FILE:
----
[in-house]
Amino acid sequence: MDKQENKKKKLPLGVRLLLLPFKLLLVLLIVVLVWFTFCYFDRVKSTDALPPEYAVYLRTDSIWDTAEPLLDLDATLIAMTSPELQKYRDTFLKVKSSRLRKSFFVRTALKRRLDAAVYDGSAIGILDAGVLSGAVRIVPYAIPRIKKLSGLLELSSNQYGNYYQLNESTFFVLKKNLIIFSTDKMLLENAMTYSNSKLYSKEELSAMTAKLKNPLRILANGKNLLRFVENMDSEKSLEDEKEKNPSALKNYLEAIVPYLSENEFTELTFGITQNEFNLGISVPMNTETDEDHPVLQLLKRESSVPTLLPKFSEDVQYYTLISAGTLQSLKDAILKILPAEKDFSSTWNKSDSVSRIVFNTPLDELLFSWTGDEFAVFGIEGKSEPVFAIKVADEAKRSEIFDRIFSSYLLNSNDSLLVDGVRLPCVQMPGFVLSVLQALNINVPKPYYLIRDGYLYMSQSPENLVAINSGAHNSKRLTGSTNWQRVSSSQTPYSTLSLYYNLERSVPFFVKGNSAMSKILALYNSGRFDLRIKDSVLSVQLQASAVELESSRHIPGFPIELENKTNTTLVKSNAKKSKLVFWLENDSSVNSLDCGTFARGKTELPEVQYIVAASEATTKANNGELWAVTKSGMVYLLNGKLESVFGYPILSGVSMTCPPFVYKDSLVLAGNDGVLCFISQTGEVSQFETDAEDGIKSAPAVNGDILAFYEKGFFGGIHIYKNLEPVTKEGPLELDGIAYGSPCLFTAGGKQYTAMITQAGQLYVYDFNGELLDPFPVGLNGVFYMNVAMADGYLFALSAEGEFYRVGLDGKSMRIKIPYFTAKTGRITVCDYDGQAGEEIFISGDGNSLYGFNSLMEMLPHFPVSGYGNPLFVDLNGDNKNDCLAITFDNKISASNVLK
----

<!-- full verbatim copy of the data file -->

[in-house]
Amino acid sequence: MDKQENKKKKLPLGVRLLLLPFKLLLVLLIVVLVWFTFCYFDRVKSTDALPPEYAVYLRTDSIWDTAEPLLDLDATLIAMTSPELQKYRDTFLKVKSSRLRKSFFVRTALKRRLDAAVYDGSAIGILDAGVLSGAVRIVPYAIPRIKKLSGLLELSSNQYGNYYQLNESTFFVLKKNLIIFSTDKMLLENAMTYSNSKLYSKEELSAMTAKLKNPLRILANGKNLLRFVENMDSEKSLEDEKEKNPSALKNYLEAIVPYLSENEFTELTFGITQNEFNLGISVPMNTETDEDHPVLQLLKRESSVPTLLPKFSEDVQYYTLISAGTLQSLKDAILKILPAEKDFSSTWNKSDSVSRIVFNTPLDELLFSWTGDEFAVFGIEGKSEPVFAIKVADEAKRSEIFDRIFSSYLLNSNDSLLVDGVRLPCVQMPGFVLSVLQALNINVPKPYYLIRDGYLYMSQSPENLVAINSGAHNSKRLTGSTNWQRVSSSQTPYSTLSLYYNLERSVPFFVKGNSAMSKILALYNSGRFDLRIKDSVLSVQLQASAVELESSRHIPGFPIELENKTNTTLVKSNAKKSKLVFWLENDSSVNSLDCGTFARGKTELPEVQYIVAASEATTKANNGELWAVTKSGMVYLLNGKLESVFGYPILSGVSMTCPPFVYKDSLVLAGNDGVLCFISQTGEVSQFETDAEDGIKSAPAVNGDILAFYEKGFFGGIHIYKNLEPVTKEGPLELDGIAYGSPCLFTAGGKQYTAMITQAGQLYVYDFNGELLDPFPVGLNGVFYMNVAMADGYLFALSAEGEFYRVGLDGKSMRIKIPYFTAKTGRITVCDYDGQAGEEIFISGDGNSLYGFNSLMEMLPHFPVSGYGNPLFVDLNGDNKNDCLAITFDNKISASNVLK